Our first story today comes from a recent report from ArsTechnica that details how AT&T received over $428 million dollars from the Federal Communications Commission’s Connect America Fund to expand its network in more than 133,000 locations in Mississippi, but the Mississippi Public Service Commissions said that it has evidence that AT&T’s fixed-wireless broadband is not available to all the homes and businesses to which AT&T promised increased services. One Mississippi PSC Commissioner, Brandon Presley, says that AT&T has merely pocketed over $283 million from tax payers without performing the work. These allegations were reported to the Federal Communications Commission by all three Mississippi PSC commissioners, listing exact addresses that were still without service, well after AT&T had falsely reported that service had been extended to those exact locations. The FCC’s Connect America Fund states that upgrades and service area expansions must “deliver broadband at speeds of at least 10 Mbps for downloads and 1 Mbps for uploads to over 1.1 million homes and businesses in its rural services areas” in 18 states. This funding was allocated in 2015 and carried a completion date of 2020. Of those 18 states, Mississippi was included and now says the work didn’t happen. In the end, ArsTechnica reports that this is not the first time AT&T has falsely reported numbers. In April of 2020 AT&T disclosed to the FCC that it had falsely reported providing home-based Internet service to almost 3,600 census blocks spread across part of 20 states, including Mississippi. AT&T is also fighting the FCC on requirements of “drive tests” to validate its mobile coverage area.
My fellow Engineers, we have to watch these companies. We can’t do it alone. This require governmental oversight. These companies are so large they can no longer be trusted. These companies act monopolistic in some areas and lobby regulators to keep it that way, going as far as to lobby hard against municipal fiber in many areas. They are ultimately only beholden to their share holders and profit–not customers. Our society and county has created an unsustainable market that measures fiscal success based on growth and not true sustainability in the market. That kind of incentive will continue to erode consumer trust when these sorts of scandals surface and show us how these companies are operating against us. They take public, tax-funded money out of our pockets and then don’t do what is even required of them by contractual terms. Just imagine what would happen to your job or your company if you did not comply with contractual obligations. That is why governments on every level have to hold these companies accountable. City, County and Parish, State, and Federal governments have to step up and represent us. We Engineers are a minority, but we have to speak up for us and our users. If your representatives won’t comply, you know what to do: vote them out. In the end, it’s not often that great things come out of Mississippi, but these PSC Commissioners earned their pay this year if they can make sure this struck match catches fire.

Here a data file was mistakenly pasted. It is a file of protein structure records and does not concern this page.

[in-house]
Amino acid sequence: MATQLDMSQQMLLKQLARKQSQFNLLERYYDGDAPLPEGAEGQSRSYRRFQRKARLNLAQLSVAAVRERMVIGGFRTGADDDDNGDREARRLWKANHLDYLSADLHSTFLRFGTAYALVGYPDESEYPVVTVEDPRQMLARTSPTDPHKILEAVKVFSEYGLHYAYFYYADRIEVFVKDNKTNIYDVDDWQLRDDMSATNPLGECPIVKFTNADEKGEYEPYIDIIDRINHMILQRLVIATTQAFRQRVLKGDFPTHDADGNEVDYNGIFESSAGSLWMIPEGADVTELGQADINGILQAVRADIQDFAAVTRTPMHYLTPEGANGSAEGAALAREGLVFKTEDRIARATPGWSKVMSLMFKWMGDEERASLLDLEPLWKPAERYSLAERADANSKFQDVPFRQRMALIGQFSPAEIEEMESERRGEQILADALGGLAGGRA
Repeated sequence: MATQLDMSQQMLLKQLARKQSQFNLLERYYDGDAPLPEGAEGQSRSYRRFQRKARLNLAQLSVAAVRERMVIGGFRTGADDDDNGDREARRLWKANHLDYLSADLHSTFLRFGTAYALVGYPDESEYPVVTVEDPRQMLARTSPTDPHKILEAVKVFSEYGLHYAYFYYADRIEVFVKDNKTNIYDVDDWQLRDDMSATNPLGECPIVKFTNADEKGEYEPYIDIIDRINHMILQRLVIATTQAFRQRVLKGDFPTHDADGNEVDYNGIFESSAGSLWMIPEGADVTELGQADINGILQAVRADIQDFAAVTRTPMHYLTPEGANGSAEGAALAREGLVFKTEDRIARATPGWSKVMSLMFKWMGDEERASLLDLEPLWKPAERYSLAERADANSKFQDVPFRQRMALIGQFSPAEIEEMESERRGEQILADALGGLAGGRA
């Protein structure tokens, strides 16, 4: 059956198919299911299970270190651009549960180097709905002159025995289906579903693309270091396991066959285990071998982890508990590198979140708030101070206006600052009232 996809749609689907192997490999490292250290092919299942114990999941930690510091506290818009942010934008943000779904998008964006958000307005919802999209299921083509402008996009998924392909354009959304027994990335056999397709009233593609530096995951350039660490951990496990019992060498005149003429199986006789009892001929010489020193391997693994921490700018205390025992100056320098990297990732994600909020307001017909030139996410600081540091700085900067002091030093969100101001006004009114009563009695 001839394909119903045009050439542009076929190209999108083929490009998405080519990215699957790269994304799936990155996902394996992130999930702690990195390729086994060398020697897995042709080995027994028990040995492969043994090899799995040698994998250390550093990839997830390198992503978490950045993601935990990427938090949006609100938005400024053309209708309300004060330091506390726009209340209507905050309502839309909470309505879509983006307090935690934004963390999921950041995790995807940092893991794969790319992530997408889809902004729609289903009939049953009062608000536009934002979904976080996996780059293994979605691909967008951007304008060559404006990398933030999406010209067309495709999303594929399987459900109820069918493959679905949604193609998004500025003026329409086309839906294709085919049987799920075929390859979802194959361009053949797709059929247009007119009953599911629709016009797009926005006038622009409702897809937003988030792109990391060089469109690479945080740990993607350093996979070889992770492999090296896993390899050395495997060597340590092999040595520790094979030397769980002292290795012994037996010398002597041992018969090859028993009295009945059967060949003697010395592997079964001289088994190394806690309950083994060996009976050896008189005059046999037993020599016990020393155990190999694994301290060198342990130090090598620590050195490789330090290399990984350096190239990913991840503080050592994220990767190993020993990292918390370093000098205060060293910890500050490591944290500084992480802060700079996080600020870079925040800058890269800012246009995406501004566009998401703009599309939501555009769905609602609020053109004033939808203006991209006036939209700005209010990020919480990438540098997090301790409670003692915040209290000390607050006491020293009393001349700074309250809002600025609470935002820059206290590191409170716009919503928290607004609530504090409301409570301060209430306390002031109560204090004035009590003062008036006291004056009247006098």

This country has a revolving door when it comes to to regulating these Telco’s and ISPs. More often than not, the the high ranking executives of these companies who share in the profits, turn around and become lobbyist to keep the grift going.
I am not a fan of AT&T’s business practices and in doing research for this story, I discovered more instances of AT&T’s failures in the marketplace.
On Oct. 1, AT&T stopped selling digital-subscriber-line connections, stranding many existing subscribers on those low-speed links and leaving new residents of DSL-only areas without any wired broadband.
The FCC has issued a 25-Mbps broadband mandate and the US is nowhere near this in the year 2020. It’s quite shocking to be honest. If the USA is to compete on a global scale, the Internet needs to be treated as a utility with guaranteed SLAs of decent service.
An ArsTechnica reader puts it best when it he says:
To close the digital divide, we must know the contours of where the divide starts and ends. We need to telescope our broadband maps from the macro, census-block level to the micro, building level to understand with more precision where broadband is unavailable. – John Stankey
When they say they don’t know where they lack broadband capabilities, my first response is to ask them to check their coverage maps. Is this some kind of joke?
AT&T is not acting in the best interest of the consumer and now is proposing putting ads in exchange for a “discount” on their mobile bill.
“I believe there’s a segment of our customer base where given a choice, they would take some load of advertising for a $5 or $10 reduction in their mobile bill,” Stankey said.
Consumers DO NOT WANT ads on their mobile phones. Ads are ineffective. Make a better product. Provide better service. Take the money you have already received from the consumers and government. Stop wasting it on Television commercials virtue signaling and do your job!!